They chat with neighbors or schmooze with bosses.
They comb data bases, scrutinize Social Security numbers and
pore over property tax records. They review brokerage accounts
and federal data.
Like gumshoes stalking a slippery suspect, employees at two
collection agencies are on the trail of thousands of Florida
folks who don't pay court-ordered child support. Using
techniques perfected on people who ignore overdue medical bills
or credit card debts, collectors are hunting down non-paying
parents and urging them to ante up.
"It definitely has been a success," said Chuck Springston, a
spokesman for the state Department of Revenue, which oversees
the state's child support collection program. "These are people,
when we referred them to privatized companies, who hadn't paid a
dime in the previous six months."
Between early January and April 30, the collection agencies
have located 10,138 elusive or non-paying Florida parents on
their 100,000-name lists and wrung about $5.4 million from them.
The private agencies have collected $545,520 from 1,160 parents
in Northeast Florida's five counties, state records show.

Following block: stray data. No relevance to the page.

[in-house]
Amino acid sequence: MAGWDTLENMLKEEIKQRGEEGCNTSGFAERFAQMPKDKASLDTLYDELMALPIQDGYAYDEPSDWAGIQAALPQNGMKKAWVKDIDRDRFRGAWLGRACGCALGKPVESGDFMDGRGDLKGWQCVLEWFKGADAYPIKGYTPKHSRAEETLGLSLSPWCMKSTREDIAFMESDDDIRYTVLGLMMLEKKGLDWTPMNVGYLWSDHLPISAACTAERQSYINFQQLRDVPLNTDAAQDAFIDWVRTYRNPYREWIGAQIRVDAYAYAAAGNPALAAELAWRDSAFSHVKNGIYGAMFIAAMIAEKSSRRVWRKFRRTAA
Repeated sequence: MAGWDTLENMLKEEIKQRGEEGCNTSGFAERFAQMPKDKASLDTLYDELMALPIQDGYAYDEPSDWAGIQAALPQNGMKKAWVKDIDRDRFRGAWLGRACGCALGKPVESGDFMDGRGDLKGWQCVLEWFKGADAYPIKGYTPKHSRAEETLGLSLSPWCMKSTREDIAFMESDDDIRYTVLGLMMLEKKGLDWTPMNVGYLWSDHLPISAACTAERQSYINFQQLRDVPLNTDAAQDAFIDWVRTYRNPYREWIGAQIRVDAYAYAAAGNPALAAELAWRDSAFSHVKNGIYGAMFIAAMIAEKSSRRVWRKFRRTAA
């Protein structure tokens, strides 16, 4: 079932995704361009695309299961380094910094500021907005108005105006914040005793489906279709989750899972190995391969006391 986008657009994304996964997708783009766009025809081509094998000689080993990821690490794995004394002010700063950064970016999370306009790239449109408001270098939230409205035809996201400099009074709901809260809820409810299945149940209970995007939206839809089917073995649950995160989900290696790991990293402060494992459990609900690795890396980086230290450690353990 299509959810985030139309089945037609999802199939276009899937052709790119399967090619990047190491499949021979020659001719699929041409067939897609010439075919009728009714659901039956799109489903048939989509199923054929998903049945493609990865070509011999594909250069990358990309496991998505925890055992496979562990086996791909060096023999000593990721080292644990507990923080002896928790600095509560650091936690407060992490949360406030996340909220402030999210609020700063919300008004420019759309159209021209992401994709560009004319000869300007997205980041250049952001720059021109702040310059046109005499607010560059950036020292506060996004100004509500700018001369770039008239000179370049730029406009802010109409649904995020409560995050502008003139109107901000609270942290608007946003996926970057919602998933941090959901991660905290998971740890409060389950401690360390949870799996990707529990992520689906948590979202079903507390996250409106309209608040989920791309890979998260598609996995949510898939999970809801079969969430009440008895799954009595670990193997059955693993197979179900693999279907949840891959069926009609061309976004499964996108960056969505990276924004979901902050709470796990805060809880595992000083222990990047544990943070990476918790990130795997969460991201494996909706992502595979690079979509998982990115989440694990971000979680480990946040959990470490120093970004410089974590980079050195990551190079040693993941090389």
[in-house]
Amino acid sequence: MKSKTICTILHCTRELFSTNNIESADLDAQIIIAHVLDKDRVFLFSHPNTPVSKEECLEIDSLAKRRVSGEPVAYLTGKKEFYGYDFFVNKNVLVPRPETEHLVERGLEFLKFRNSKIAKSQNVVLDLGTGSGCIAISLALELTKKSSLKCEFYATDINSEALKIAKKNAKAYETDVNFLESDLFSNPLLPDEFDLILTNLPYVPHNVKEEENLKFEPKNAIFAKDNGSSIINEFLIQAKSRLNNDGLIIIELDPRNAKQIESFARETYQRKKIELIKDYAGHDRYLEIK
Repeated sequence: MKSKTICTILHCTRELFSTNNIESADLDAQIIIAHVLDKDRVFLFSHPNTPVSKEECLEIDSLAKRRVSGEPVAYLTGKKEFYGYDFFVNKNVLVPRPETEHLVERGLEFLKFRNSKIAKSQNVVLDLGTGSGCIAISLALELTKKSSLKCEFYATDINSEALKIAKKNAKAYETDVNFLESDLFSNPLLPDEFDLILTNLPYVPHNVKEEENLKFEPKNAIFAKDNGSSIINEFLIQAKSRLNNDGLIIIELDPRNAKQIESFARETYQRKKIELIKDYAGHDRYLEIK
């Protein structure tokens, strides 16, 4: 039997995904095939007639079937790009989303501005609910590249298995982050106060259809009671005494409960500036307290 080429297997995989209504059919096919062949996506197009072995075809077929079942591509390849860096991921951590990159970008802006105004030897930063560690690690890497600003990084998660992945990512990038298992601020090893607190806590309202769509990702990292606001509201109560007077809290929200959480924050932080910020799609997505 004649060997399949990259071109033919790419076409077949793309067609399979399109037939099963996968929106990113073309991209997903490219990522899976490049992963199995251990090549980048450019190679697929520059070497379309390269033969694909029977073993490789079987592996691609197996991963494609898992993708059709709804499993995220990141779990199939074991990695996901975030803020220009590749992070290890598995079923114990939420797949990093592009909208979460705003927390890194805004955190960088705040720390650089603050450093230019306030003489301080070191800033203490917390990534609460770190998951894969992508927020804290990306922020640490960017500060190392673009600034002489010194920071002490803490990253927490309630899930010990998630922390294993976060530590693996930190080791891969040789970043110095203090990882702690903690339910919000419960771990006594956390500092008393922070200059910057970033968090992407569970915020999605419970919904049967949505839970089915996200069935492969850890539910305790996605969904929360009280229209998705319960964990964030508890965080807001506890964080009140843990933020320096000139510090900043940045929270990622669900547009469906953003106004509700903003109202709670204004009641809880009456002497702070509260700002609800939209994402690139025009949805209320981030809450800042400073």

Payments in Duval County have ranged from $8.75 to $7,123.
`I was shocked'
Jennifer Robertson credits aggressive collection efforts with
finally getting her ex-husband to support their 5-year-old son.
Shane Baughman is ordered to pay $65 a week but has never paid
consistently, racking up a debt of nearly $7,300, according to
state records. That rankled Robertson, a Jacksonville woman who
said she relies on Aid to Families with Dependent Children and
two jobs to provide for her son, Roger.
When a collection agency employee phoned a few months ago
seeking any details about her ex-husband's whereabouts, she
provided his Social Security number and his most recent phone
number. Not long after that, she found a support check in her
"I was shocked," she said. "I didn't know whether to cash it or
hold it. . . . I went to my best friend and said, `Look!' "
Since early 1996, employees of RSI Enterprises Inc. in Arizona
have extracted some payment from about 8 percent of the 51,000
Florida deadbeats they have been hired to find.
"Generally, they're very surprised someone has located them.
They are generally trying not to be found," said president Tim
Brainerd. "It is amazing the efforts they go to to remain
missing. They'll change their name or their Social Security
number or their address."
Georgia Gov. Zell Miller also credits collection agencies with
finding deadbeats and persuading them to pay up. Georgia parents
who owe support are paying about $2 million a month toward the
debt. In the past five years, crackdowns have netted the state
about $1.1 billion in support.
Lockheed Martin IMS of New Jersey has child support contracts
in 30 states, including Georgia and Florida.
Florida Department of Revenue officials turned to private
collection agencies late last year when they became frustrated